Places: Sir Charles Grandison

  • Last updated on December 10, 2021

First published: 1753-1754

Type of work: Novel

Type of plot: Fiction of manners

Time of work: Eighteenth century

Asterisk denotes entries on real places.

Places DiscussedGrandison Hall

Grandison Sir Charles GrandisonHall. Family home of Sir Charles Grandison in the Essex suburbs of London. Located just outside London, Grandison Hall represents a level of remove from the city even as it permits active engagement in the great city’s social, political, economic, and cultural spheres. However, the hall is close enough to the city to be tainted by urban vices, such as Sir Charles’s father’s having a mistress, whom Sir Charles tactfully removes to a London home upon returning from his tour. Reinforcing the hall’s role in virtue, an Anglican clergyman friend of Sir Charles administers charitable support from Grandison Hall. Sir Charles also restores the beauty of the parks of the estate, as well as the health of the estate as a whole. Doing so satisfies two ideals: the contemporary Georgian obsession with landscaping estates and having the wealth to afford to do so. Finally, as the home of the now-married Sir Charles and Harriet, Grandison Hall facilitates the reconciliation for the Porretta family and thus the international triumph of the Georgian domestic ideal.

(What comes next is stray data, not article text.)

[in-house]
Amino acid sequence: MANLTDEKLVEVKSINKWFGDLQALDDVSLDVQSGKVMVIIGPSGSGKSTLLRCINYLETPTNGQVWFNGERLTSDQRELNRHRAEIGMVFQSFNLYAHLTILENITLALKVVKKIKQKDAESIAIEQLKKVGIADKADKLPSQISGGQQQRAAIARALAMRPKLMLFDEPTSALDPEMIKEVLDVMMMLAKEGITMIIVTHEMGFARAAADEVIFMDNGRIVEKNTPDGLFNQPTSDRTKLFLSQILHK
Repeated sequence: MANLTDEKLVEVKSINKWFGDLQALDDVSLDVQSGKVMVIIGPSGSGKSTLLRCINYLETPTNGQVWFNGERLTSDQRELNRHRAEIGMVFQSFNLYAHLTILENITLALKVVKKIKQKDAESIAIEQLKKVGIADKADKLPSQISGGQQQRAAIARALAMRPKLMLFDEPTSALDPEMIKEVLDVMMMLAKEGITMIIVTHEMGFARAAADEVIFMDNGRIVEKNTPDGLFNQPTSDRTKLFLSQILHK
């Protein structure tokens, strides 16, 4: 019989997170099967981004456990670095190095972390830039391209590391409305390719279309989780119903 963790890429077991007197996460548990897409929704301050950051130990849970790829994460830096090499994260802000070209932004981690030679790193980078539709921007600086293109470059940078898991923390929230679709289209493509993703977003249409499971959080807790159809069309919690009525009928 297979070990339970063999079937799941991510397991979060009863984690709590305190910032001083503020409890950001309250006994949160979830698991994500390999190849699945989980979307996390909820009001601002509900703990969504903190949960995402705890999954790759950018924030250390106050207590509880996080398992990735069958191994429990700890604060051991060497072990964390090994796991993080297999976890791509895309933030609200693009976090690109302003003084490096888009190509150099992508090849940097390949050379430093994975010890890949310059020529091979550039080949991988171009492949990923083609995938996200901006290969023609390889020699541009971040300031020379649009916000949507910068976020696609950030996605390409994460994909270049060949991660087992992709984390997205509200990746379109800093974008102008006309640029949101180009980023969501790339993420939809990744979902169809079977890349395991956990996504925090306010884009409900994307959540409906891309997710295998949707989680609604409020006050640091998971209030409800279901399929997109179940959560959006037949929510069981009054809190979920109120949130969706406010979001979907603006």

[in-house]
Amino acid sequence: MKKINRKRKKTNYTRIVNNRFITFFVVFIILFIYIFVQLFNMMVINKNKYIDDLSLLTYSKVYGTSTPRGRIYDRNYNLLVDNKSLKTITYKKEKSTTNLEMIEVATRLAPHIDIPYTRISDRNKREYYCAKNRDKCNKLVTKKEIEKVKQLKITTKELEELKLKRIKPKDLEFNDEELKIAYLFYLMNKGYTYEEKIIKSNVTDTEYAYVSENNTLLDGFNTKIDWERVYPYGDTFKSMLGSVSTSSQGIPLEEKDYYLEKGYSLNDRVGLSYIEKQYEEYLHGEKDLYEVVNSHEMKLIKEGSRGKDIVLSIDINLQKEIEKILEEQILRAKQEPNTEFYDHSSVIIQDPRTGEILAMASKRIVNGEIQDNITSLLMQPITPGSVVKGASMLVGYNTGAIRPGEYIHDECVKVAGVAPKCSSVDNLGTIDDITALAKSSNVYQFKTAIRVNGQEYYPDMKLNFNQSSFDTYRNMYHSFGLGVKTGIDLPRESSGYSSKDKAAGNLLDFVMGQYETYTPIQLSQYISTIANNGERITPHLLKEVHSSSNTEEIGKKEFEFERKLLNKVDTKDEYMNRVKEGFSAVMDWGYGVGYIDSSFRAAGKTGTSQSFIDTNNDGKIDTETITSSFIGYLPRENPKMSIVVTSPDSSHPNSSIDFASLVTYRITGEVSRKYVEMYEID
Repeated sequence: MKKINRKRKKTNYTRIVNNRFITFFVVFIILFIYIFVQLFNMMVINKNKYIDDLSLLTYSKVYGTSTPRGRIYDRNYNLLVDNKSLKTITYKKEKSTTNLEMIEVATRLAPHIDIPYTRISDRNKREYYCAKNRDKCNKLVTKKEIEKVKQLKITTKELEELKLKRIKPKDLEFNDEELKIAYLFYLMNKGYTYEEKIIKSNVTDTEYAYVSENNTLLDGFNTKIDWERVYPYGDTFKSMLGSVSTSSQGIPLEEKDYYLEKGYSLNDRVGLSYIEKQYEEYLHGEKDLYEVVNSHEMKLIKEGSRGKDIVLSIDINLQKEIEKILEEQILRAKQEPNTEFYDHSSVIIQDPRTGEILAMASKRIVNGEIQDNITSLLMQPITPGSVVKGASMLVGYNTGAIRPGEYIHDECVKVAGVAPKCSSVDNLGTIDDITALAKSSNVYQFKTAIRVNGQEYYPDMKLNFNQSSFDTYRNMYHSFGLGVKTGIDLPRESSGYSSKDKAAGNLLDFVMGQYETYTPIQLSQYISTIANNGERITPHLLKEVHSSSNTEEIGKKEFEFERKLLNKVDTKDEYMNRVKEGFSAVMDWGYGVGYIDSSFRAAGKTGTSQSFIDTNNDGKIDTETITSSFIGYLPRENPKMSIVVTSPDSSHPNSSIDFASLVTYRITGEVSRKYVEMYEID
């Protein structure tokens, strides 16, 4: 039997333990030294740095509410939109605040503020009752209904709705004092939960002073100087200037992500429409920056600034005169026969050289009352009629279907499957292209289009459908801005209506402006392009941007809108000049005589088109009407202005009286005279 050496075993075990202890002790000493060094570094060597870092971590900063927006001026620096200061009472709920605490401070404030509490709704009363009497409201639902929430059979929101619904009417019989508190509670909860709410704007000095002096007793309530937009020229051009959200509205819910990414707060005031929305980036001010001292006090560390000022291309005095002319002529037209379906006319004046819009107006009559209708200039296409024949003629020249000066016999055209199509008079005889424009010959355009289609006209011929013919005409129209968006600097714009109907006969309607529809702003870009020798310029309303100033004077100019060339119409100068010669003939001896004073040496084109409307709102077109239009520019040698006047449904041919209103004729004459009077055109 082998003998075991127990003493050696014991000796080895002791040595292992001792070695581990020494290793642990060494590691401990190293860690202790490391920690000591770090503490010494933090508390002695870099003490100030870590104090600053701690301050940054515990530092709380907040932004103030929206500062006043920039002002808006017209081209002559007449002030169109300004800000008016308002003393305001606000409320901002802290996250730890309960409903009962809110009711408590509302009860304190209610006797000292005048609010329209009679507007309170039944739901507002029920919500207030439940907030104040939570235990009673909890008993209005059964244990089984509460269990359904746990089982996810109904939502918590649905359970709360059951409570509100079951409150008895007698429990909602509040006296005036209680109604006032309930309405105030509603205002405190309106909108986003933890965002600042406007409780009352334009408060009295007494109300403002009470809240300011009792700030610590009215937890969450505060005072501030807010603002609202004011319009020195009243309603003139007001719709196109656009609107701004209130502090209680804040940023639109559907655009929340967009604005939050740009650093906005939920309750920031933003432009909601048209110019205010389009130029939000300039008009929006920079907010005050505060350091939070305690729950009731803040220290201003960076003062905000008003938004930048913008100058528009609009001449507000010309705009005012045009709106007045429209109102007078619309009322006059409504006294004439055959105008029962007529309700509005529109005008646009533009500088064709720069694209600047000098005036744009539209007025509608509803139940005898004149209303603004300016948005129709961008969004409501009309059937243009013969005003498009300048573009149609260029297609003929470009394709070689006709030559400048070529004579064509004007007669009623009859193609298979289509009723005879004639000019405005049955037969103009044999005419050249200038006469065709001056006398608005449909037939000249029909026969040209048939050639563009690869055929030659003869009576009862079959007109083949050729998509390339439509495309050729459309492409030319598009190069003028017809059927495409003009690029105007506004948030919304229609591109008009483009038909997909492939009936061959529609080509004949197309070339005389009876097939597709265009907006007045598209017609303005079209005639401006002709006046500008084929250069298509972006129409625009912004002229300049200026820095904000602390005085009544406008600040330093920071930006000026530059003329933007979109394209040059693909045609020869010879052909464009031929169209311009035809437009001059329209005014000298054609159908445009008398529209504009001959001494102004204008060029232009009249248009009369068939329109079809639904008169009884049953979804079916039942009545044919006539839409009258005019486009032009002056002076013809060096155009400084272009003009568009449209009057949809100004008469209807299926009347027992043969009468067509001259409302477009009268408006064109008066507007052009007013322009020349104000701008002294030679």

*London. Capital and leading city of Great Britain, that demonstrates both the social and moral sensibilities of the 1750’s. Sir Charles lives in a town house on St. James’s Square, an exclusive neighborhood built around a carefully landscaped park. During the mid-eighteenth century, the square’s town houses were considered extremely fashionable; the fact that Sir Charles lives there demonstrates his high social status.

Grosvenor Street is another fashionable London neighborhood; its homes are not as exclusive as town houses on a square, but appropriate for a well-to-do Northamptonshire family, such as the virtuous young Harriet Byron and her aunt and uncle.

The extraordinary cultural opportunities that London offers, such as playhouses, recreational gardens, and opera houses make it an exciting destination. However, it also crowds together opportunities for vice–such as gambling and usury–and vapid entertainments. The novel conveys the impression that living in London too long coarsens one’s social and moral sensibilities. Minor women characters who have lived for a time in London have attitudes opposed to successful domestic lives: they become either too witty, too ignorant, or too fashionable. Likewise, the male characters who reside there tend to prefer silly women and dissipated entertainments.


*Northamptonshire. County in northern England that is several hours’ travel by carriage from London, in which Harriet has grown up under the care of relatives. Sir Charles goes to Northamptonshire to court Harriet and to marry her, so it offers a background for domestic virtuousness. However, that background is tainted by rural enthusiasm, symbolized by the Methodist Sunday services. Because Anglicanism is part of the domestic ideal, Grandison Hall is superior to Northamptonshire. However, Northamptonshire is more remote from the moral ambiguities of London. It is therefore an appropriate place for young women like Harriet and her cousin Lucy to mature, which is why Emily Jervois spends time there at the close of the novel.